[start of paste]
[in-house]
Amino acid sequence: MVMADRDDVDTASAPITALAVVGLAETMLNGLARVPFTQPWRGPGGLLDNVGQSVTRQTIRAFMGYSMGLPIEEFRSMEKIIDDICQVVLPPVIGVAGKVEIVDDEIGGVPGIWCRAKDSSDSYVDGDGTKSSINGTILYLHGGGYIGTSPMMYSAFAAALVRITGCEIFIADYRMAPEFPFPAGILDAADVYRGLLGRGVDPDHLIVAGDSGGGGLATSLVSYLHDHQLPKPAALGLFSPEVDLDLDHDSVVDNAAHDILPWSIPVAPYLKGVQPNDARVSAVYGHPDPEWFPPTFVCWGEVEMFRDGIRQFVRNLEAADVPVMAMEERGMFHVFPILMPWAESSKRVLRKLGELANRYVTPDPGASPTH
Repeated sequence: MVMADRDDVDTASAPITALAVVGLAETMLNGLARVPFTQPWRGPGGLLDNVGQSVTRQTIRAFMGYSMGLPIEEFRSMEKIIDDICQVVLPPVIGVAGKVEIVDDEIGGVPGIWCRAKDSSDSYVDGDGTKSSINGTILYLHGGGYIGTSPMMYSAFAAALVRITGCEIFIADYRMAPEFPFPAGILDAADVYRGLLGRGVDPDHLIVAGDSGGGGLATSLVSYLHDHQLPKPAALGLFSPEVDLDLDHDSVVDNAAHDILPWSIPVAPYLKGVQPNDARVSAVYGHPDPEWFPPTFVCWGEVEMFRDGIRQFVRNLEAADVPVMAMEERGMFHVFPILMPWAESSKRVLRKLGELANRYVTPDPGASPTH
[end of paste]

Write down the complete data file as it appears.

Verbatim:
[in-house]
Amino acid sequence: MVMADRDDVDTASAPITALAVVGLAETMLNGLARVPFTQPWRGPGGLLDNVGQSVTRQTIRAFMGYSMGLPIEEFRSMEKIIDDICQVVLPPVIGVAGKVEIVDDEIGGVPGIWCRAKDSSDSYVDGDGTKSSINGTILYLHGGGYIGTSPMMYSAFAAALVRITGCEIFIADYRMAPEFPFPAGILDAADVYRGLLGRGVDPDHLIVAGDSGGGGLATSLVSYLHDHQLPKPAALGLFSPEVDLDLDHDSVVDNAAHDILPWSIPVAPYLKGVQPNDARVSAVYGHPDPEWFPPTFVCWGEVEMFRDGIRQFVRNLEAADVPVMAMEERGMFHVFPILMPWAESSKRVLRKLGELANRYVTPDPGASPTH
Repeated sequence: MVMADRDDVDTASAPITALAVVGLAETMLNGLARVPFTQPWRGPGGLLDNVGQSVTRQTIRAFMGYSMGLPIEEFRSMEKIIDDICQVVLPPVIGVAGKVEIVDDEIGGVPGIWCRAKDSSDSYVDGDGTKSSINGTILYLHGGGYIGTSPMMYSAFAAALVRITGCEIFIADYRMAPEFPFPAGILDAADVYRGLLGRGVDPDHLIVAGDSGGGGLATSLVSYLHDHQLPKPAALGLFSPEVDLDLDHDSVVDNAAHDILPWSIPVAPYLKGVQPNDARVSAVYGHPDPEWFPPTFVCWGEVEMFRDGIRQFVRNLEAADVPVMAMEERGMFHVFPILMPWAESSKRVLRKLGELANRYVTPDPGASPTH